Wednesday, 26 March 2014

Bringing a strong case

Tourism officials across the Caribbean, and the UK allies, are to be congratulated for winning what seemed to be an impossible battle.

While delivering the 2014 Budget in the British House of Commons last week, Chancellor of the Exchequer, George Osborne, announced that changes will be made to the Air Passenger Duty (APD), which has been pilloried by the Caribbean tourism sector as being unduly onerous. Effective April 1, 2015, the APD will revert to a two-band system; Band A for short-haul flights of less than 2 000 miles from London and Band B for all long-haul flights over 2 000 miles from London.

The APD was structured in a four-band system that imposed a tax on flights from the UK based on the distance to the capital of the destination. This gave some US destinations a competitive advantage, such as Hawaii in the Pacific Ocean, since it would attract a lower APD than a flight to Barbados in the Atlantic Ocean, given the location of the US capital of Washington D.C.

When the four-band APD was still at the proposal stage, this newspaper expressed concern over the impact it might have on travel to the Caribbean, and regional tourism officials were of a similar view. Accordingly, they submitted a proposal to the UK government shortly after the system was implemented in 2010, calling for a return to the two-band system. In the years that have followed, tourism officials and their allies in the international travel industry mounted a significant lobby against what they deemed an unfair tax that jeopardised the viability of the tourism sector, the lifeblood of many of the small island economies of the region.

Despite them being competing tourism destinations, the countries of the Caribbean know when banding together makes good sense. In addition, a favourable set of circumstances came together to help the Caribbean lobbyists’ in their quest. They found influential allies from within the UK itself – businesses such as UK airlines, travel agents and tour operators, members of the Caribbean Diaspora and even the British people themselves who would have grown attached to visiting the region and would have been most displeased with the steep charges added onto the cost of their usual holiday travel. Indeed, in citing the motivation for the APD restructuring, the Chancellor pointed out that the reform would make it more affordable for UK families to travel abroad.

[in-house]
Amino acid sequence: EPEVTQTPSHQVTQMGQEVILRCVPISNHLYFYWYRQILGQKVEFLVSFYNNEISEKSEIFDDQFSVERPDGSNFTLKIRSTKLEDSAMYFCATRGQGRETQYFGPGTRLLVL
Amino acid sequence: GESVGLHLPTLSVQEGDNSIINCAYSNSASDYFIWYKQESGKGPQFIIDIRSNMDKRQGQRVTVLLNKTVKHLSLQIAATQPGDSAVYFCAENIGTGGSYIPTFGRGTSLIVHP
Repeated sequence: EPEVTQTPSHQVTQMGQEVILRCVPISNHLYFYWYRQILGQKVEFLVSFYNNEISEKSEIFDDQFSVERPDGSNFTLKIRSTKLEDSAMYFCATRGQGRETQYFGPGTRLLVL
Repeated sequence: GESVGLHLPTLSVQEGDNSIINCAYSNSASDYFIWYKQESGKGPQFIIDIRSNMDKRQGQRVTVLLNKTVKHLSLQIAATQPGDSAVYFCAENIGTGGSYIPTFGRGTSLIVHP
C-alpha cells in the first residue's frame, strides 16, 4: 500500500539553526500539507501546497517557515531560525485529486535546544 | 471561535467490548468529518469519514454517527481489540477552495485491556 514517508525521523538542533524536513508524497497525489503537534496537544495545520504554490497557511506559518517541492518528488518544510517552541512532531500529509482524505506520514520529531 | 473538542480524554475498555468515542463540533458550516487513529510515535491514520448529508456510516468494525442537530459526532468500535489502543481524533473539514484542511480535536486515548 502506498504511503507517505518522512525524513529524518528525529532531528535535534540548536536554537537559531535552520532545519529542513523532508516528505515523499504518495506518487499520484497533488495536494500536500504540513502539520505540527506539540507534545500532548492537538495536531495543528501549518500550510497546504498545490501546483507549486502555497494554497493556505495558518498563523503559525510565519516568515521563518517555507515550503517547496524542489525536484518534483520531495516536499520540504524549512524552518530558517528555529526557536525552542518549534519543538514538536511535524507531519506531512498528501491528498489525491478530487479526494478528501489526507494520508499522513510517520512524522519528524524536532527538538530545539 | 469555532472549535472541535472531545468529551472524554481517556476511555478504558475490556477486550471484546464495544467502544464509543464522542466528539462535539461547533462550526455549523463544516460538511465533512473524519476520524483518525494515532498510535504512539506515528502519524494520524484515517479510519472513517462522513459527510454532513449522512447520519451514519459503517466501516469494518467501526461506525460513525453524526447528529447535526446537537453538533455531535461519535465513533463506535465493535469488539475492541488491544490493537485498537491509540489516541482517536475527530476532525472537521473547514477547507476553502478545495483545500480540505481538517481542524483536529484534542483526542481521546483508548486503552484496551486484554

The next big case the Caribbean seems bent on presenting to the UK is that of reparations for slavery. While this is more of a legal battle than a political one, public opinion will likely still play a role. In this instance, however, Caribbean officials are unlikely to find as many allies as they did on the APD issue. Indeed, recent Letters to the Editor of the London Times that were drawn to our attention show the average reader to be firmly against this route. The consensus was that it was unreasonable for modern Britons to pay compensation for their ancestors’ actions, with some letter writers at pains to point out that their predecessors were not of the planter class.

The Caribbean will certainly have a major fight on its hands, especially since some of its own are not entirely convinced of the strength of the case. Would it be too much to hope that fortune might again smile on countries in the region? That may just be wishful thinking for the proponents of reparations. However, the APD outcome may have given them some encouragement as to what can be achieved if they develop the right strategy.

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